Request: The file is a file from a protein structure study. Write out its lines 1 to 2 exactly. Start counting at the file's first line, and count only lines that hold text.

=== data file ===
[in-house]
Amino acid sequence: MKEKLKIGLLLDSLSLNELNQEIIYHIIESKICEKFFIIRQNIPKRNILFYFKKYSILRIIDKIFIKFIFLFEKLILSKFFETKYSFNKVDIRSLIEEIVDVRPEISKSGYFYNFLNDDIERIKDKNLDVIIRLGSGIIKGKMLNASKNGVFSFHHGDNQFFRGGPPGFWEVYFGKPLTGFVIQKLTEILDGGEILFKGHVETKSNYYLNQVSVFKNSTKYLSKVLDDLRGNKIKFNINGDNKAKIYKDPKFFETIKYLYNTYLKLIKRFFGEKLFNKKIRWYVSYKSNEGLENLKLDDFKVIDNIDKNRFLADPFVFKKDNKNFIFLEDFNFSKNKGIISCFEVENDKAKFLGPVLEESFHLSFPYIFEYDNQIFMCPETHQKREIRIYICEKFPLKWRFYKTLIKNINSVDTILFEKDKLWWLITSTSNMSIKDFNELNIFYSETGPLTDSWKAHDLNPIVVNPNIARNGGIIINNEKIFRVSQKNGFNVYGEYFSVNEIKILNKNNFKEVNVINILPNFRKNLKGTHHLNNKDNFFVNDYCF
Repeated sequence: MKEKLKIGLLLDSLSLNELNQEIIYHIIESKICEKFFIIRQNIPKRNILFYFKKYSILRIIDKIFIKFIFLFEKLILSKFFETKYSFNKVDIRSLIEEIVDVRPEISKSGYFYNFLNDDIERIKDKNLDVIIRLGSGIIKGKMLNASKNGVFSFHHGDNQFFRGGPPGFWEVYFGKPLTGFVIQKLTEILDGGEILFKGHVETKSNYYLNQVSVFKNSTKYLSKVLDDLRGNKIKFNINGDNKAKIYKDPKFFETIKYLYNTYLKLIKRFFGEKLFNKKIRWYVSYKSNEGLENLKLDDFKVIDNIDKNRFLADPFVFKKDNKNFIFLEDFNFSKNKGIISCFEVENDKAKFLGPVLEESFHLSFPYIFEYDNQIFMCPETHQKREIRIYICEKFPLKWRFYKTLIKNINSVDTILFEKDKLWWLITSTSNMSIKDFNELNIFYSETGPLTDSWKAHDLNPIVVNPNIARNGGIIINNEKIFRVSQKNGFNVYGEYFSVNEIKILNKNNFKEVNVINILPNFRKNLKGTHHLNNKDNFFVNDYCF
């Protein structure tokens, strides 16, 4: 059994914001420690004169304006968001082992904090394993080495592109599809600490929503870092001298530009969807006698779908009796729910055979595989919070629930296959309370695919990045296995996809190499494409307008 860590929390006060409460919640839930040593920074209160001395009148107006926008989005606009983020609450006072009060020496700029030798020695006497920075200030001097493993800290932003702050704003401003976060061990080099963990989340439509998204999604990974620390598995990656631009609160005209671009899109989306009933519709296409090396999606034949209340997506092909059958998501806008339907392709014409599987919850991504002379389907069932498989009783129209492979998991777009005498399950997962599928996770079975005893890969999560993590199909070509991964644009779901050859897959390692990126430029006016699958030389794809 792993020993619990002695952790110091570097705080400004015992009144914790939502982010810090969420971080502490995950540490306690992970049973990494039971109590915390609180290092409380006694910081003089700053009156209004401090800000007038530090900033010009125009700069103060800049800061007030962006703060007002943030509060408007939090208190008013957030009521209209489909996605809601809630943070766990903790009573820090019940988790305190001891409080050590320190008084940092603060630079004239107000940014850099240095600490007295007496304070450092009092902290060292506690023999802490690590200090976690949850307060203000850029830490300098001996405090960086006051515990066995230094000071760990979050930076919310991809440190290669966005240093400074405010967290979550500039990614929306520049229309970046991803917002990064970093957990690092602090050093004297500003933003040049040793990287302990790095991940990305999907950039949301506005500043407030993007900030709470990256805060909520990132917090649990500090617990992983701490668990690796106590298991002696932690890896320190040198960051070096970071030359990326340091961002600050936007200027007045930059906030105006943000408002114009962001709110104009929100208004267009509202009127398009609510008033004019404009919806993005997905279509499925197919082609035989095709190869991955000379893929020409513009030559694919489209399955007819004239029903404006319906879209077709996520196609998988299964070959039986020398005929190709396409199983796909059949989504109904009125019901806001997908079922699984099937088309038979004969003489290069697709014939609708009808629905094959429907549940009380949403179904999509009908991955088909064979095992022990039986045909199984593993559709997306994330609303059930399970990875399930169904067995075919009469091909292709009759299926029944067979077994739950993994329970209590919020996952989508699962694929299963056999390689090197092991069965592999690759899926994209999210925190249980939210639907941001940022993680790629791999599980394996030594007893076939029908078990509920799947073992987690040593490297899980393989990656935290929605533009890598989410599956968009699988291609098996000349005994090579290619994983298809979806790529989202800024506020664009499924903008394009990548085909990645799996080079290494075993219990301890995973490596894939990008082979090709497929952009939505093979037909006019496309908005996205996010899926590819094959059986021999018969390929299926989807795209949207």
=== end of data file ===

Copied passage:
[in-house]
Amino acid sequence: MKEKLKIGLLLDSLSLNELNQEIIYHIIESKICEKFFIIRQNIPKRNILFYFKKYSILRIIDKIFIKFIFLFEKLILSKFFETKYSFNKVDIRSLIEEIVDVRPEISKSGYFYNFLNDDIERIKDKNLDVIIRLGSGIIKGKMLNASKNGVFSFHHGDNQFFRGGPPGFWEVYFGKPLTGFVIQKLTEILDGGEILFKGHVETKSNYYLNQVSVFKNSTKYLSKVLDDLRGNKIKFNINGDNKAKIYKDPKFFETIKYLYNTYLKLIKRFFGEKLFNKKIRWYVSYKSNEGLENLKLDDFKVIDNIDKNRFLADPFVFKKDNKNFIFLEDFNFSKNKGIISCFEVENDKAKFLGPVLEESFHLSFPYIFEYDNQIFMCPETHQKREIRIYICEKFPLKWRFYKTLIKNINSVDTILFEKDKLWWLITSTSNMSIKDFNELNIFYSETGPLTDSWKAHDLNPIVVNPNIARNGGIIINNEKIFRVSQKNGFNVYGEYFSVNEIKILNKNNFKEVNVINILPNFRKNLKGTHHLNNKDNFFVNDYCF